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Although they may not agree in many other areas, the Roman Catholic Church and many Evangelical

Protestant groups find themselves agreeing about Homosexuality. They both believe that the teaching of the Bible is very clear on the subject:
The Old Testament The Old Testament condemns homosexual acts in two places: You will not have intercourse with a man as you would with a woman. This is a hateful thing (to God). (Leviticus 18:22) The man who has intercourse with a man in the same way as with a woman: they have done a hateful thing together; they will be put to death; their blood will be on their own heads.(Leviticus 20:13) As you can see, the penalty for homosexual activity was death.

The New Testament Jesus made no comment directly about homosexuality, simply saying that the coming together of a man and a woman until they are one flesh is Gods ideal for everyone. St Paul, however, roundly condemned sexual relationships between men. He also condemned homosexuality strongly in 1 Corinthians 6:9-10 at the same time as attacking adulterers, thieves, drunkards, slanderers and swindlers.
That is why God abandoned them to degrading passions: why their women have exchanged natural intercourse for unnatural practices; and the men, in similar fashion, too, giving up normal relations with women, are consumed with passion for each other, men doing shameful things with men (1 Romans 1:26-27) Tradition has always declared the homosexual acts are intrinsically disorderedThey close the sexual act to the gift of lifeUnder no circumstances can they be approved. (CCC 2357)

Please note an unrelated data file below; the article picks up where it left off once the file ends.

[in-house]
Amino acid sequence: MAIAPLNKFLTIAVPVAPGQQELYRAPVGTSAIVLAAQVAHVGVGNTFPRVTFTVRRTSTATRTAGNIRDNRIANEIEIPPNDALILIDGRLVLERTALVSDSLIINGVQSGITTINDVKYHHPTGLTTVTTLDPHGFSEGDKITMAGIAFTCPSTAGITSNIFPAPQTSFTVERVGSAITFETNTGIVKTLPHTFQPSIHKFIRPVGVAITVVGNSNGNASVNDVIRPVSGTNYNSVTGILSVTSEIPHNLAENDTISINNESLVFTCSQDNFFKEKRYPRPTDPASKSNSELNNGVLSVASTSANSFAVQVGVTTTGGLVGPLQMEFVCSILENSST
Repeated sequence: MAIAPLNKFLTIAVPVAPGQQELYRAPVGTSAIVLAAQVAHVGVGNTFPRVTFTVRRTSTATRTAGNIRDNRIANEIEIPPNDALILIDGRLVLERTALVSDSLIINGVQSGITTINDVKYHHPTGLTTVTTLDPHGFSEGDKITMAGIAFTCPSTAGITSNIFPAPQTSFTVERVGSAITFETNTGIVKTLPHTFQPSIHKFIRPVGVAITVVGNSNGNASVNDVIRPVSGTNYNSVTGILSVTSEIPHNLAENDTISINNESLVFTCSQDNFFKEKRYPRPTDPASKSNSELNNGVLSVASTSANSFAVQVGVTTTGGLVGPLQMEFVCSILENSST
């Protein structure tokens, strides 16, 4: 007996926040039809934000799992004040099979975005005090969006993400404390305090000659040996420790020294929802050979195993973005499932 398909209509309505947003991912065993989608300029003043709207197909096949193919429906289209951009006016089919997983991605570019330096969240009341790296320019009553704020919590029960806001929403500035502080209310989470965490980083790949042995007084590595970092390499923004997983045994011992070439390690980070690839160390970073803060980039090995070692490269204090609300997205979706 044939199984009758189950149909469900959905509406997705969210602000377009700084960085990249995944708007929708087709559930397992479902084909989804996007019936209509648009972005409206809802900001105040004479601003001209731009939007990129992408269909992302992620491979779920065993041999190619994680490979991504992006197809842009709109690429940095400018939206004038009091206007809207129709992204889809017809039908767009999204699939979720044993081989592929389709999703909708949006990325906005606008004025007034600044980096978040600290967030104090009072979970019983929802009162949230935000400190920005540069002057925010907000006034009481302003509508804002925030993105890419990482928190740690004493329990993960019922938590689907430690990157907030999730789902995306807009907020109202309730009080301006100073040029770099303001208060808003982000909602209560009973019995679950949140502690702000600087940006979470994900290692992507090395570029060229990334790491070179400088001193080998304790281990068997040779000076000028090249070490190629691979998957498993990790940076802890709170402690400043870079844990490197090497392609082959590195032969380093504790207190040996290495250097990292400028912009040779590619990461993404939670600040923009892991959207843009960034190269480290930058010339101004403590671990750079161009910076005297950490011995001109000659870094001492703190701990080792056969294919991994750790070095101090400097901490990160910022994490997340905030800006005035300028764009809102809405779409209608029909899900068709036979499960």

These condemnations from the Bible have influenced peoples opinion and behaviour throughout the centuries. They have also affected the laws passed relating to homosexual activity in many Western countries, including the UK.

The extract makes very clear, the Catholic Church is totally opposed to homosexual sex between men or women. This does not mean, however, that it is opposed to homosexuals or that it expects them to change the way that they behave. It accepts that the tendency of a person towards homosexual rather than heterosexual affection is not a sin and so the Church does not condemn it. Homosexuals are expected to live a life of chastity. This means they abstain from all homosexual activity. To do this they must control their sexual feelings by using the spiritual activities that the Church offers to give them inner strength: By disinterested friendship: friendships that have no sexual overtones; By the Sacraments, especially the Eucharist; By Prayer Through using these spiritual gifts, every believer, including homosexuals, can approach the desired state of perfection. There is also, both within the Catholic Church and outside agencies, counselling help for those people who wish to keep their homosexual feelings under control. The Catholic Church tries to treat individual homosexuals non-judgementally and with great sensitivity.

Some Protestant groups agree with the Roman Catholic Churchs position that homosexual relationships are sinful because they are condemned in the Bible. People who believe this will be found in all Christian denominations. There are, however, many Protestants who believe that this is a too simplistic view of the Bible and of human sexual behaviour. The Church of England